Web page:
The film clip depicts Mozart as being a childish and vulgar person. In fact, there is no evidence that Mozart behaved this way in public. On the contrary, Mozart is thought to have displayed impeccable manners in the presence of royalty and acted professionally with colleagues.

AMISTAD (1997)
Topic: Mutiny on the Spanish Ship Amistad
The 1997 film clip depicts Cinque is sitting in shackles before the Supreme Court during the trial. In fact, Cinque was imprisoned in Connecticut during the trial.

TOMBSTONE (2000)
Topic: Wyatt Earp and the Shootout at the OK Corral
The film clip depicts Doc Holliday shooting and killing Johnny Ringo. In fact, Holliday is known to have been in a Colorado courtroom on the day of Ringo's death, so he could not have killed him. Johnny Ringo's death was officially ruled a suicide.

MARIE ANTOINETTE (2006)
Topic: The French Revolution
In the film clip, a mob that is attacking Versailles briefly falls silent when Marie Antoinette appears on the balcony, presumably out of respect for the queen. In fact, this is not known to have happened and, given the French people's great dislike for Marie Antoinette, it is highly unlikely the crowd would have reacted in this way.

GLORY (1989)
Topic: 54th Massachusetts Volunteer Infantry
The film clip depicts new recruits for the 54th Massachusetts Infantry assembling and meeting each other for the first time. Most of the individuals shown in the clip are former slaves from the South. In fact, most of the recruits in this regiment were freemen from Massachusetts and other Northern states.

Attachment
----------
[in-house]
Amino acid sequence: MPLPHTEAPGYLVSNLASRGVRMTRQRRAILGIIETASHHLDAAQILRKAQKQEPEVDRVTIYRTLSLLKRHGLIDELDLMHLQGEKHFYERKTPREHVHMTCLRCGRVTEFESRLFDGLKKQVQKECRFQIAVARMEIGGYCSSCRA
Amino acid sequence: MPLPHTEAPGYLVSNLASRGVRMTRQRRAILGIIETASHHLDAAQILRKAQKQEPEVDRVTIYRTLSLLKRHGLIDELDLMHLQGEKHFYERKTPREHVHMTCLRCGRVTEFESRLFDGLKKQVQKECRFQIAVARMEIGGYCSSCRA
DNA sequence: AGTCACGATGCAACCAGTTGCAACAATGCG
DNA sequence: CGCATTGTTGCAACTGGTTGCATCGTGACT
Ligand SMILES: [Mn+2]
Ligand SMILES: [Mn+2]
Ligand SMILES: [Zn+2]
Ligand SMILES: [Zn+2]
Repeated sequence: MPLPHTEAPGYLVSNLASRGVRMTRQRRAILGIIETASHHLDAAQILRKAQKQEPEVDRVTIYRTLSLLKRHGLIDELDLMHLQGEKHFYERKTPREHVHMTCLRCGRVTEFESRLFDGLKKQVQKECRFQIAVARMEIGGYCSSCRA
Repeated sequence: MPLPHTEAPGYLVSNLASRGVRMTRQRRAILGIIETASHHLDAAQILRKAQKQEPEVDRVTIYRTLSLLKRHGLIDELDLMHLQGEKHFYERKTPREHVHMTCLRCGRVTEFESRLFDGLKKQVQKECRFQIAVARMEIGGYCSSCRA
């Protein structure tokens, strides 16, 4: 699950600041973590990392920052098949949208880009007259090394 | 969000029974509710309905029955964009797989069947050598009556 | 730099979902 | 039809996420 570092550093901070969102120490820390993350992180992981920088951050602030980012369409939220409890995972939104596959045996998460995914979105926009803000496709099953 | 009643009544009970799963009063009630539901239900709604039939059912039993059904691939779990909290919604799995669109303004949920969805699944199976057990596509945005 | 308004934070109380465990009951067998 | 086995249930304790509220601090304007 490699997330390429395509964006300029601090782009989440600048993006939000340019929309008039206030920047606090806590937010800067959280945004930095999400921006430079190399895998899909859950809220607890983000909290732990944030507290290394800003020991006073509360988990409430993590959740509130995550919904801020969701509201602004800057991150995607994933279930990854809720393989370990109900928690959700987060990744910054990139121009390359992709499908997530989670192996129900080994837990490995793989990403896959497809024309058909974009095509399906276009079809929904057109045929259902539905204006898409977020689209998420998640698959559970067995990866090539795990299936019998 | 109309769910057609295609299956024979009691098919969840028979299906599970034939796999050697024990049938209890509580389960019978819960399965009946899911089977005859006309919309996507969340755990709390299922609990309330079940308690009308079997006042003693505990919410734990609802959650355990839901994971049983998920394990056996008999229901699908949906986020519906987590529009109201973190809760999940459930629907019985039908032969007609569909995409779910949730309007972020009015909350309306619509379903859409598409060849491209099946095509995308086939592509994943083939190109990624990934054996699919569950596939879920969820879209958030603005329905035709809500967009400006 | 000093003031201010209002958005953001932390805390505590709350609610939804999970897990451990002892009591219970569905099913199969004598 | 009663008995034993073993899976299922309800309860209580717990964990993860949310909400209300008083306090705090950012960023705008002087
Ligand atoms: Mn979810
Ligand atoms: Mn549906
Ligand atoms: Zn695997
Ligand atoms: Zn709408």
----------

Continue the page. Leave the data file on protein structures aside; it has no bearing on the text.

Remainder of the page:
U-571 (2000)
Topic: Deciphering the Nazi's Enigma Code
The film clip depicts American sailors, intelligence, and special operations officers planning a secret mission to capture an Enigma machine from a disabled German submarine, the U-571. In fact, it was the British navy that captured enough Enigma materials from German U-boats and warships to break the German naval code.

ELIZABETH (1998)
Topic: Queen Elizabeth
The film clip depicts Queen Elizabeth forcing her chief advisor, Sir William Cecil, into retirement and giving him the title of Lord Burghley to make his retirement comfortable. In fact, Sir William Cecil was never retired by Elizabeth, but remained her chief advisor until his death and was given the title of Lord Burghley as a reward for his years of service.

EIGHT MEN OUT (1988)
Topic: The Chicago "Black Sox" Scandal
In the film clip, the players involved in the Chicago "Black Sox" scandal are banned from baseball immediately after the 1919 World Series and never allowed to play another professional game. In fact, the players played 5 more months, almost another full season, before they were banned from baseball because the investigation commissioned by the baseball owners dragged on for nearly a year.

LAST SAMURAI (2003)
Topic: The Satsuma Rebellion
In the film clip, American soldiers are brought to Japan to prepare the Imperial Army to put down a rebellion started by the Satsuma clan of samurai. In fact, the Japanese hired French military advisors because the French army was one of the most powerful in the world at that time. In contrast, the American army was not particularly strong and was still rebuilding after the U.S. Civil War.
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Gerry Everding
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gerry_everding@wustl.edu